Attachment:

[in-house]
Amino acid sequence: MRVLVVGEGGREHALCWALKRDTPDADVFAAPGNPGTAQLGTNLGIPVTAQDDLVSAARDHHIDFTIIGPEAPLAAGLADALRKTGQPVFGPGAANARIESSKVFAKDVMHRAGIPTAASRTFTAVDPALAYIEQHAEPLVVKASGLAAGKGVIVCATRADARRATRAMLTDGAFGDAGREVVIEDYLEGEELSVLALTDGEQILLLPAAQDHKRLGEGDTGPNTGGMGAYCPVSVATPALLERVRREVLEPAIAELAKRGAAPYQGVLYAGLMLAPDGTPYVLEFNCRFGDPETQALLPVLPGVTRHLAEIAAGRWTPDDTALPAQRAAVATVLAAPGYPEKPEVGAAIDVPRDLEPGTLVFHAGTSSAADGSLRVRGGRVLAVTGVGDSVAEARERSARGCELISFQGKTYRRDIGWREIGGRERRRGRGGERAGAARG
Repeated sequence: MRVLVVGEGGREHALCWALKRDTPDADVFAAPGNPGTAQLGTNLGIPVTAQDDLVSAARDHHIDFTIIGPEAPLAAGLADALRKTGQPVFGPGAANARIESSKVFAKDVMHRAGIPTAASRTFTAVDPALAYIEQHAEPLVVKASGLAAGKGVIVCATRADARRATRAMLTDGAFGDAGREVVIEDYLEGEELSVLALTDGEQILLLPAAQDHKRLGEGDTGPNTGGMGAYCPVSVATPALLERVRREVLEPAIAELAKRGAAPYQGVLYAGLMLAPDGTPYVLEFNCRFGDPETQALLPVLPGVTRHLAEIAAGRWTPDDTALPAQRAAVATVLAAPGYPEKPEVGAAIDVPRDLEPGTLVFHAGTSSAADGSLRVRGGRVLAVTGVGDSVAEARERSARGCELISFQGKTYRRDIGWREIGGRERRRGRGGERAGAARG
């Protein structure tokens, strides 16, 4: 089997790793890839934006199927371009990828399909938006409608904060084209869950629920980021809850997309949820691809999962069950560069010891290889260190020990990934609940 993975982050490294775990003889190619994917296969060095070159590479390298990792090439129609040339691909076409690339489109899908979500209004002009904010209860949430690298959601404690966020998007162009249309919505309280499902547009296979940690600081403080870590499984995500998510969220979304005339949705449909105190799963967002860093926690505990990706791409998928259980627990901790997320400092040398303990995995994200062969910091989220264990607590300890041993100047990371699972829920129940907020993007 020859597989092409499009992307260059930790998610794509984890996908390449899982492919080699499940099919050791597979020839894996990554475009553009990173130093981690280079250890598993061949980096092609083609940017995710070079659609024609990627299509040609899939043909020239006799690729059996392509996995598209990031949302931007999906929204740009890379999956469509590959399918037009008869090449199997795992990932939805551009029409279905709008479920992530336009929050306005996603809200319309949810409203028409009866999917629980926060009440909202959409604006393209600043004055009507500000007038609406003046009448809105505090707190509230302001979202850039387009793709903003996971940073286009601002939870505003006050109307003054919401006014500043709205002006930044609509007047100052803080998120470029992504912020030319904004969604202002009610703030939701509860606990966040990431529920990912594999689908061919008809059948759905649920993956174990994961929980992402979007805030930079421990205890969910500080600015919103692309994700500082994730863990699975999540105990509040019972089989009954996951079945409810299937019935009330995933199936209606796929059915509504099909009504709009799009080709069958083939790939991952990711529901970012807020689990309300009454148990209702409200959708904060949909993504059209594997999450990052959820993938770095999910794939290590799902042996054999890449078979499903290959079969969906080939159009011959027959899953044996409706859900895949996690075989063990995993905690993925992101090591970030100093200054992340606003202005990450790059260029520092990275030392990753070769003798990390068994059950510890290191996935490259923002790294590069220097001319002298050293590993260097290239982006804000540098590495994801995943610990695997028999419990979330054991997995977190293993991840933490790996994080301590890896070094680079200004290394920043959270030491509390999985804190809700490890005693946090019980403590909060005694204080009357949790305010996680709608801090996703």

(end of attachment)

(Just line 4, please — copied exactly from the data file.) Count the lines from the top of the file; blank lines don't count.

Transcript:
């Protein structure tokens, strides 16, 4: 089997790793890839934006199927371009990828399909938006409608904060084209869950629920980021809850997309949820691809999962069950560069010891290889260190020990990934609940 993975982050490294775990003889190619994917296969060095070159590479390298990792090439129609040339691909076409690339489109899908979500209004002009904010209860949430690298959601404690966020998007162009249309919505309280499902547009296979940690600081403080870590499984995500998510969220979304005339949705449909105190799963967002860093926690505990990706791409998928259980627990901790997320400092040398303990995995994200062969910091989220264990607590300890041993100047990371699972829920129940907020993007 020859597989092409499009992307260059930790998610794509984890996908390449899982492919080699499940099919050791597979020839894996990554475009553009990173130093981690280079250890598993061949980096092609083609940017995710070079659609024609990627299509040609899939043909020239006799690729059996392509996995598209990031949302931007999906929204740009890379999956469509590959399918037009008869090449199997795992990932939805551009029409279905709008479920992530336009929050306005996603809200319309949810409203028409009866999917629980926060009440909202959409604006393209600043004055009507500000007038609406003046009448809105505090707190509230302001979202850039387009793709903003996971940073286009601002939870505003006050109307003054919401006014500043709205002006930044609509007047100052803080998120470029992504912020030319904004969604202002009610703030939701509860606990966040990431529920990912594999689908061919008809059948759905649920993956174990994961929980992402979007805030930079421990205890969910500080600015919103692309994700500082994730863990699975999540105990509040019972089989009954996951079945409810299937019935009330995933199936209606796929059915509504099909009504709009799009080709069958083939790939991952990711529901970012807020689990309300009454148990209702409200959708904060949909993504059209594997999450990052959820993938770095999910794939290590799902042996054999890449078979499903290959079969969906080939159009011959027959899953044996409706859900895949996690075989063990995993905690993925992101090591970030100093200054992340606003202005990450790059260029520092990275030392990753070769003798990390068994059950510890290191996935490259923002790294590069220097001319002298050293590993260097290239982006804000540098590495994801995943610990695997028999419990979330054991997995977190293993991840933490790996994080301590890896070094680079200004290394920043959270030491509390999985804190809700490890005693946090019980403590909060005694204080009357949790305010996680709608801090996703």